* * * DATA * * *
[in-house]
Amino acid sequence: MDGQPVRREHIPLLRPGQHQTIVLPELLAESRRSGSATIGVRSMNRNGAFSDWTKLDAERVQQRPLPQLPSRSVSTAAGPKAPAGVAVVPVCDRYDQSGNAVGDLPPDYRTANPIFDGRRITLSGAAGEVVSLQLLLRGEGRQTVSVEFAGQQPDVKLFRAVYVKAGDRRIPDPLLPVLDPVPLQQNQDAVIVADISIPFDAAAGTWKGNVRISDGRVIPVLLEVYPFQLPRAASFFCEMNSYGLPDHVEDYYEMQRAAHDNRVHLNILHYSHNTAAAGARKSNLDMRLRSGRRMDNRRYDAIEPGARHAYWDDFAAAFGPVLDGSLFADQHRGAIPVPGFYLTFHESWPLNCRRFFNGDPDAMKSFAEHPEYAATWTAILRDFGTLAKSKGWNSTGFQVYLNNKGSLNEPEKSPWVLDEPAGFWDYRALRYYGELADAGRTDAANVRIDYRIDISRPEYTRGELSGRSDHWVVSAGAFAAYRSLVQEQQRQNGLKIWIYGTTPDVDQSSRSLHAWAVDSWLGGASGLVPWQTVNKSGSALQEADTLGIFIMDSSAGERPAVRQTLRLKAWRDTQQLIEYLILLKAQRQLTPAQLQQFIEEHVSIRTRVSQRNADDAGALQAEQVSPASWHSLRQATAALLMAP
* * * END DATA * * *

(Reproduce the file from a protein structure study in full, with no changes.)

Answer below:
[in-house]
Amino acid sequence: MDGQPVRREHIPLLRPGQHQTIVLPELLAESRRSGSATIGVRSMNRNGAFSDWTKLDAERVQQRPLPQLPSRSVSTAAGPKAPAGVAVVPVCDRYDQSGNAVGDLPPDYRTANPIFDGRRITLSGAAGEVVSLQLLLRGEGRQTVSVEFAGQQPDVKLFRAVYVKAGDRRIPDPLLPVLDPVPLQQNQDAVIVADISIPFDAAAGTWKGNVRISDGRVIPVLLEVYPFQLPRAASFFCEMNSYGLPDHVEDYYEMQRAAHDNRVHLNILHYSHNTAAAGARKSNLDMRLRSGRRMDNRRYDAIEPGARHAYWDDFAAAFGPVLDGSLFADQHRGAIPVPGFYLTFHESWPLNCRRFFNGDPDAMKSFAEHPEYAATWTAILRDFGTLAKSKGWNSTGFQVYLNNKGSLNEPEKSPWVLDEPAGFWDYRALRYYGELADAGRTDAANVRIDYRIDISRPEYTRGELSGRSDHWVVSAGAFAAYRSLVQEQQRQNGLKIWIYGTTPDVDQSSRSLHAWAVDSWLGGASGLVPWQTVNKSGSALQEADTLGIFIMDSSAGERPAVRQTLRLKAWRDTQQLIEYLILLKAQRQLTPAQLQQFIEEHVSIRTRVSQRNADDAGALQAEQVSPASWHSLRQATAALLMAP